Thursday morning with the Vet was such a cool experience! Before we left for the farms, he showed me around the clinic, explaining everything in English, for he was from Belgum and could speak both French and English at the same level. This was good because there were several scientific terms that don’t translate so easily; for example: progesterone = progesterone while pneu = skin. Our first farm was on a farm to see a cow that just gave birth a week prior. She wasn’t excreting her urine properly so the vet had a look. The diagnosis was that the farmer pulled a bit too hard during the birth, wherein he ripped a part of the uterus. In other words, her urine was spilling into her uterus – ow. So he gave her several medications using a catheter for smooth injections. He also gave the farmer medication for the ear for a later date. I was told that this sort of injection was first used by Americans and that it was brilliant because of the withdrawal time. Our second farm involved two cows which were both not eating correctly. I forget exactly why, but I do know that the cows were too sick to be properly fixed. They needed to be put down, but the farmer wouldn’t listenL. After a quick stop at the clinic to pick up the necessary tools and medications, we stopped at a farm and met with one of the other vets. Turns out, I got very lucky, as it only happens about twice a year… I saw a horse get castrated! Since the anesthesia would only last about 30 minutes(IF the weight that the farmer gave us was correct), they had to work fast. It turned out that their timing was impeccable and the castration was successful.
I was picked up by Laurence(farmer’s wife) for lunch and then left with her and the girls for Rennes. Nicolas picked me up for the last time. I’m staying at his house for the rest of my time in France. Yesterday I spent the morning with Nicolas, visiting twelve farms for inseminations. After lunch, I switched off and left with Damien. He had five farms; however one involved 32 cows and 11 heifers! Julian met up to help. This was fun because I helped read the numbers out loud to identify which cow received which strain of sperm. We eventually made it back to Nicolas’ where the two spent some time talking and I left for a run and later workout. Once dinner rolled around, Nicolas, Anais, and I left for dinner at a Creperie in Rennes. Both my dad and I took them out for dinner as a thanks for everything; my dad was there in spirit … and payment – thank you Dad! Anais and I got a salmon, crème fraiche, lemon, and chive galette with salad on the side (my galette however included goat cheese). Nicolas got one with ham, cheese, and eggs I believe. We shared a bottle of cidre and alter ordered crepes for dessert; one with peaches(me), with salted caramel(Nikos), and with Spekkulos(Anais). It was a great, relaxing, gourmet night out.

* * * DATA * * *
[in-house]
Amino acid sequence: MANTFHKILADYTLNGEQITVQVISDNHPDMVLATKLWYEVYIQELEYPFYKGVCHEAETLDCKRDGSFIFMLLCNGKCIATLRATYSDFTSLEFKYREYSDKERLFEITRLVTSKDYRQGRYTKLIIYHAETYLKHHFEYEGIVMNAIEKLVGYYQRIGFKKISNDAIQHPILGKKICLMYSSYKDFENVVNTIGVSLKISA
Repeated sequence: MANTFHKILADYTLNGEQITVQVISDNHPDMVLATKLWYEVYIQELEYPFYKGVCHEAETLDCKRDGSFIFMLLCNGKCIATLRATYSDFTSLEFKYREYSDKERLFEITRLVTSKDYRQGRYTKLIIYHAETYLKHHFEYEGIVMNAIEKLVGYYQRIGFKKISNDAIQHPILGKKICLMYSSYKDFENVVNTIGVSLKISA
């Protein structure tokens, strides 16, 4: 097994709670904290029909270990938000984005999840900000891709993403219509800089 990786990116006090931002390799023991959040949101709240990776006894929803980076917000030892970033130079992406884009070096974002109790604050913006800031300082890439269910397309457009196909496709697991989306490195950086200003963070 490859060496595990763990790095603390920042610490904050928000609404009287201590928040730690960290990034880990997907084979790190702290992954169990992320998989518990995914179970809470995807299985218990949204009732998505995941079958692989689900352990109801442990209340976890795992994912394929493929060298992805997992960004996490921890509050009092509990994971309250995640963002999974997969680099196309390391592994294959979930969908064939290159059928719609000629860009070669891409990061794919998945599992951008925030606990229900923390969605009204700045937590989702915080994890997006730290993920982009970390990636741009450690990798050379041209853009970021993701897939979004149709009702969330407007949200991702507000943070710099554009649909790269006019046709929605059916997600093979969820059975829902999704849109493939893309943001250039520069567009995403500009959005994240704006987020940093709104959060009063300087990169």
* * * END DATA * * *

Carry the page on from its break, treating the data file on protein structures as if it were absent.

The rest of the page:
As for today, I had the choice to visit the farms with Nicolas/Nikos for the inseminations or stay back. It’s my second to last day here so I planned to spend the morning out in the town, visiting the local shops. I returned with tomatoes, a nectarine, fresh French bread, an apricot pastry, and pictures. (maybe even a bit tanner?) I shared the bread with Nikos and his colleagues for lunch and split the apricot pastry with just Nikos since it was too small and I didn’t know we were having company. Everyone brought their lunch and we ate out on the terrace under the sun. The rest of my day has been very lax- working on my report, watching a movie, etc. Tonight Anais works late so Nikos and I may eat at a friend’s house. I’ve got to run over to the grocery store before they close(7:30pm) because they’re closed Sundays. Hopefully Nikos will finish his work soon! For my last day tomorrow, I have no idea if we’re doing anything or not. It all depends on if Anais is working as well as the availability of friends. It’s going to be beautiful and would be perfect for the beach. Not sure what’s going to happen. Until then.
P.s. My blog is soon coming to a close. 2 days left!